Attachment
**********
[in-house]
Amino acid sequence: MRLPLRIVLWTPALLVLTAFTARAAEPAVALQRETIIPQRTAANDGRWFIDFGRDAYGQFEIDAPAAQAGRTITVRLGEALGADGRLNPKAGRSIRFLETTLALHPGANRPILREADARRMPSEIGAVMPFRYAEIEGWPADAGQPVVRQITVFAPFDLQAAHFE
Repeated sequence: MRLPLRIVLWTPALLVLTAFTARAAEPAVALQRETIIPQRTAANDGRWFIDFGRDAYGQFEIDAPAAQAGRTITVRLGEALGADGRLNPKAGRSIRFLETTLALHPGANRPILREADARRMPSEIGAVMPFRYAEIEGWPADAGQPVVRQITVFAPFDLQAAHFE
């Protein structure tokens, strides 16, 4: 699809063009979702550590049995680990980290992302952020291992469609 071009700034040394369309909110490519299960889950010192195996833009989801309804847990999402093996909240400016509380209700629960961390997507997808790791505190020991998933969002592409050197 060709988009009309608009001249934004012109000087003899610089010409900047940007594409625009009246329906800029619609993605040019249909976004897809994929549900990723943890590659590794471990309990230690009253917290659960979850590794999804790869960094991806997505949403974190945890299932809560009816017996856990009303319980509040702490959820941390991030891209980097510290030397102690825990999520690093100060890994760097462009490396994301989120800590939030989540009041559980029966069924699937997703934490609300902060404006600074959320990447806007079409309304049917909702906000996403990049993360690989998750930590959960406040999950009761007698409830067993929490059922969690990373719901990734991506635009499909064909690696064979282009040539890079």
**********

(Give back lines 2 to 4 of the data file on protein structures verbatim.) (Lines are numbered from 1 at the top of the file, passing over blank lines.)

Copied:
Amino acid sequence: MRLPLRIVLWTPALLVLTAFTARAAEPAVALQRETIIPQRTAANDGRWFIDFGRDAYGQFEIDAPAAQAGRTITVRLGEALGADGRLNPKAGRSIRFLETTLALHPGANRPILREADARRMPSEIGAVMPFRYAEIEGWPADAGQPVVRQITVFAPFDLQAAHFE
Repeated sequence: MRLPLRIVLWTPALLVLTAFTARAAEPAVALQRETIIPQRTAANDGRWFIDFGRDAYGQFEIDAPAAQAGRTITVRLGEALGADGRLNPKAGRSIRFLETTLALHPGANRPILREADARRMPSEIGAVMPFRYAEIEGWPADAGQPVVRQITVFAPFDLQAAHFE
């Protein structure tokens, strides 16, 4: 699809063009979702550590049995680990980290992302952020291992469609 071009700034040394369309909110490519299960889950010192195996833009989801309804847990999402093996909240400016509380209700629960961390997507997808790791505190020991998933969002592409050197 060709988009009309608009001249934004012109000087003899610089010409900047940007594409625009009246329906800029619609993605040019249909976004897809994929549900990723943890590659590794471990309990230690009253917290659960979850590794999804790869960094991806997505949403974190945890299932809560009816017996856990009303319980509040702490959820941390991030891209980097510290030397102690825990999520690093100060890994760097462009490396994301989120800590939030989540009041559980029966069924699937997703934490609300902060404006600074959320990447806007079409309304049917909702906000996403990049993360690989998750930590959960406040999950009761007698409830067993929490059922969690990373719901990734991506635009499909064909690696064979282009040539890079």